What is imagination?

philosophically speaking…

Reason doesn’t seem to necessarily apply to it, and while it may, usually involve past experiences, it is not experience in terms of being directly sensed as happening (or having had happened) right in front of you.

For example, we humans may share certain characteristics that allow for us to imagine ourselves in another person’s place. We can imagine another person feeling love, or terror, or hell, baking a cake.

How close are we to how they actually felt?

We can also imagine what a fish might feel as it bites a baited hook and is reeled to the surface.

Are we any closer to what the fish actually felt?

Another question, presupposing any arguments that contend that the imagination is limited or outright wrong when it apprehends the feelings of others… what purpose does the imagination serve? Is it an innate defense mechanism against future pain? Does it have an practical use? Why does it seem that creative people possess more of it than your average person? Are people termed ‘creative’ based on their imaginative abilities alone?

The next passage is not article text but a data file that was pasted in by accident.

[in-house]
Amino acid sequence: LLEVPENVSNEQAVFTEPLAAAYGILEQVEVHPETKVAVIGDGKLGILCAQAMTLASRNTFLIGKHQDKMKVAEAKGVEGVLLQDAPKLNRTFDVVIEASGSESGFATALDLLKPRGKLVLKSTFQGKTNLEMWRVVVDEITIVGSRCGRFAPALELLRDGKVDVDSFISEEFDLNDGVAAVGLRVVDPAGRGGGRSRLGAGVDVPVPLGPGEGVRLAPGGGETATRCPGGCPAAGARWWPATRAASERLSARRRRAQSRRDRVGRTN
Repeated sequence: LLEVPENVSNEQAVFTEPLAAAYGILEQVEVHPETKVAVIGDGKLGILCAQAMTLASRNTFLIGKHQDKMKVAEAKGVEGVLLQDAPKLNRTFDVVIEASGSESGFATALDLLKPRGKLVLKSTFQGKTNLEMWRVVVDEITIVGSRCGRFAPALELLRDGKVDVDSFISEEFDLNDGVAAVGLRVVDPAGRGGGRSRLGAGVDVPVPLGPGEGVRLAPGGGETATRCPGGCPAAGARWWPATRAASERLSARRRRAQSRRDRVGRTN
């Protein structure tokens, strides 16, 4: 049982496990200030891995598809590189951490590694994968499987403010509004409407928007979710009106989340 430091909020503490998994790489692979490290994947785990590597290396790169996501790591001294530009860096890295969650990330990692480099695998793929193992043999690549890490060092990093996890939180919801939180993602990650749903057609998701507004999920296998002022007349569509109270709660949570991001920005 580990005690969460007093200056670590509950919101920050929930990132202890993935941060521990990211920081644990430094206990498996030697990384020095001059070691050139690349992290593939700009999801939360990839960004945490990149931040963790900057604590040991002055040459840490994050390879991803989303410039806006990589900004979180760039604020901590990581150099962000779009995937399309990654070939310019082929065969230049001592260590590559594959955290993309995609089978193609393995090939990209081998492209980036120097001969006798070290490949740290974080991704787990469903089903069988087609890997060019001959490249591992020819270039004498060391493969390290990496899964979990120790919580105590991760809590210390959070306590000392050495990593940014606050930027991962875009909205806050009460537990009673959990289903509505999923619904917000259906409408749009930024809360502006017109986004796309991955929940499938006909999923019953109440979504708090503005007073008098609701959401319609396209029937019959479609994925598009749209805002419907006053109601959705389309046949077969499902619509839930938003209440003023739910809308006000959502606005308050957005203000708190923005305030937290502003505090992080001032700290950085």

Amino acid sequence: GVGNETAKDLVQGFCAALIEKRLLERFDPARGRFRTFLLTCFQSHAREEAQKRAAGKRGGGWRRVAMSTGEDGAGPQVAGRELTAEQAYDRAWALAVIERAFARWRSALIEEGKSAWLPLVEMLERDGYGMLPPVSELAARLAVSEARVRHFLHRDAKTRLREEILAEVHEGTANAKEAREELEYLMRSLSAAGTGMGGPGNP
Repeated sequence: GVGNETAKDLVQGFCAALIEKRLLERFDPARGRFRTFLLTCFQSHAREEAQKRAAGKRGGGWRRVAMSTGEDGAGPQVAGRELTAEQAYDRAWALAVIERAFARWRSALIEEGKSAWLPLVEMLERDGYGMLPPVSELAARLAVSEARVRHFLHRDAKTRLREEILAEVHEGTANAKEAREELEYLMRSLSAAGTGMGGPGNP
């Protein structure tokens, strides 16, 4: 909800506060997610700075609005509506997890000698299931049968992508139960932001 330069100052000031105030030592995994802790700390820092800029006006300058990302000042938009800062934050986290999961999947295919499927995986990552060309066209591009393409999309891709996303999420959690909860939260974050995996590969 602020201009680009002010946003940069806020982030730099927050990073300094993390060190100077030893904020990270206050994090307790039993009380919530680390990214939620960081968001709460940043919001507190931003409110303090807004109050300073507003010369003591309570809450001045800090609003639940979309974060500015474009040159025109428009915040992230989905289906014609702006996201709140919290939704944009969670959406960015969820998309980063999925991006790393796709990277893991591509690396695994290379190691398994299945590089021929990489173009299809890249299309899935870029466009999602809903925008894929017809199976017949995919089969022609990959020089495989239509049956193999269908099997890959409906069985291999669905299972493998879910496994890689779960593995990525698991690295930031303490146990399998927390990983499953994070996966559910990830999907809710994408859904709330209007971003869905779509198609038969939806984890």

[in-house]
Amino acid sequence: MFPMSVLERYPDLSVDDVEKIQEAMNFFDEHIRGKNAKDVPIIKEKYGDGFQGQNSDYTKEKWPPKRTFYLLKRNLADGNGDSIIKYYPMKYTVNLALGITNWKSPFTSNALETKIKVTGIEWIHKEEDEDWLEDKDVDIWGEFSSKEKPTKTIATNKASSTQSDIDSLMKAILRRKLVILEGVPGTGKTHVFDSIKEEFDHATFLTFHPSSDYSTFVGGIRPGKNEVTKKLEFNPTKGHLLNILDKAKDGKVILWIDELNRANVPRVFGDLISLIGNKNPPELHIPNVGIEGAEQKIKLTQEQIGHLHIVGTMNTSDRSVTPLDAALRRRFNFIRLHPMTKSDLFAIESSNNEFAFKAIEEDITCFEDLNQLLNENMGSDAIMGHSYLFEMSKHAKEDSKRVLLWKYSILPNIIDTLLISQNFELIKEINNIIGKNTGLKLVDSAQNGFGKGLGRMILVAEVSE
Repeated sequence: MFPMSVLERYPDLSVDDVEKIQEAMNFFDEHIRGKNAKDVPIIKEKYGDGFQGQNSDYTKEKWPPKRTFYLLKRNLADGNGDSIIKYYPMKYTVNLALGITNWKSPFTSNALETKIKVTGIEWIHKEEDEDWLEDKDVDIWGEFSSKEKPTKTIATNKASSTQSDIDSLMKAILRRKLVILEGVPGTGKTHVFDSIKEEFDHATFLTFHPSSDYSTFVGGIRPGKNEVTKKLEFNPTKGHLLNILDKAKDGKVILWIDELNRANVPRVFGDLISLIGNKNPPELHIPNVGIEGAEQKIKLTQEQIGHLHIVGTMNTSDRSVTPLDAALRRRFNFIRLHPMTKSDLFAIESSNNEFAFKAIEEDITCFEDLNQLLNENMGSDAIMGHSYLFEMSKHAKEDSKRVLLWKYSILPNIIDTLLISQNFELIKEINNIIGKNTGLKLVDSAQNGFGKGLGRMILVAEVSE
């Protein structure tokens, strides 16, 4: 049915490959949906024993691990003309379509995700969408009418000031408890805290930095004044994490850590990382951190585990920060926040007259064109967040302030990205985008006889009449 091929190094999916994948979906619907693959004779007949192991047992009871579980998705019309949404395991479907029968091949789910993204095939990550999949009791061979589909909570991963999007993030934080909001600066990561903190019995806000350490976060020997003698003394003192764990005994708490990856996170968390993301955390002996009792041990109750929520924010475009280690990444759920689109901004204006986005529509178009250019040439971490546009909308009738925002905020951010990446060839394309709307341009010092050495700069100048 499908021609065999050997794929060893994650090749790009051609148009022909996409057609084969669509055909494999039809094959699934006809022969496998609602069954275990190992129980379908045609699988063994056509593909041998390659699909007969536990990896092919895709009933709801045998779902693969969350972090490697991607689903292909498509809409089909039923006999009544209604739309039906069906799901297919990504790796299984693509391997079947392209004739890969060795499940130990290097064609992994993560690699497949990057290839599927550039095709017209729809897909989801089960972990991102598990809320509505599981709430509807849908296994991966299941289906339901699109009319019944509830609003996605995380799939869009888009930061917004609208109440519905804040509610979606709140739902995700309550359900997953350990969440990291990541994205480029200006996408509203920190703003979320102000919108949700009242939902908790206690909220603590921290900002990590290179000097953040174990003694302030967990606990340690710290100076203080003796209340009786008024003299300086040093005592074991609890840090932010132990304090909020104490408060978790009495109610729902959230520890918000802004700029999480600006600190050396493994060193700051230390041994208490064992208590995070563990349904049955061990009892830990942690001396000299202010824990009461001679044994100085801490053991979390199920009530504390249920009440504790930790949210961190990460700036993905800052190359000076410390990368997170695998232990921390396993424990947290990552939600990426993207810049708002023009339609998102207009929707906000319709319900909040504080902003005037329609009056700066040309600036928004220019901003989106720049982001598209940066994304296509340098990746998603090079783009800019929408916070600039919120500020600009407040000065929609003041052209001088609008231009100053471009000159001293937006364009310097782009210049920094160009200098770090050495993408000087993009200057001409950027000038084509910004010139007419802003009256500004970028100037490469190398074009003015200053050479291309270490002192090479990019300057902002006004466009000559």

Well, it just so happens that I am an advocate of imagination. Imagination is the force of creativity, which is the potential for creation. I believe creation to be the most powerful force in the universe, and within it is contained all other forces. The imagination exists in the realm of thought. In the realm of thought. In this realm, there are also other people’s imaginations and thoughts. I believe that our unconscious minds are all connected, so when you imagine how another person may feel you may not be imagining it at all in some cases. It depends on how perceptive you are intuitively. I will say this about intuition, always trust your gut. Scientists have recently been doing a study on gut feeling that confirms that the stomach is most probably a thinking organ. I use my gut feelings to guide my logic all the time, and am quite perceptive of it. When reading your earlier post at the part when you said that we could imagine what a fish on a hook feels like, I tried to imagine it, and did, and found that my imagination of the feeling was incredibly vivid, and my gut feeling went off confirming this. I have also had many experiences where trusting my gut feeling has helped me avoid situations that would have ranged from very bad to tragic. Really quite interesting…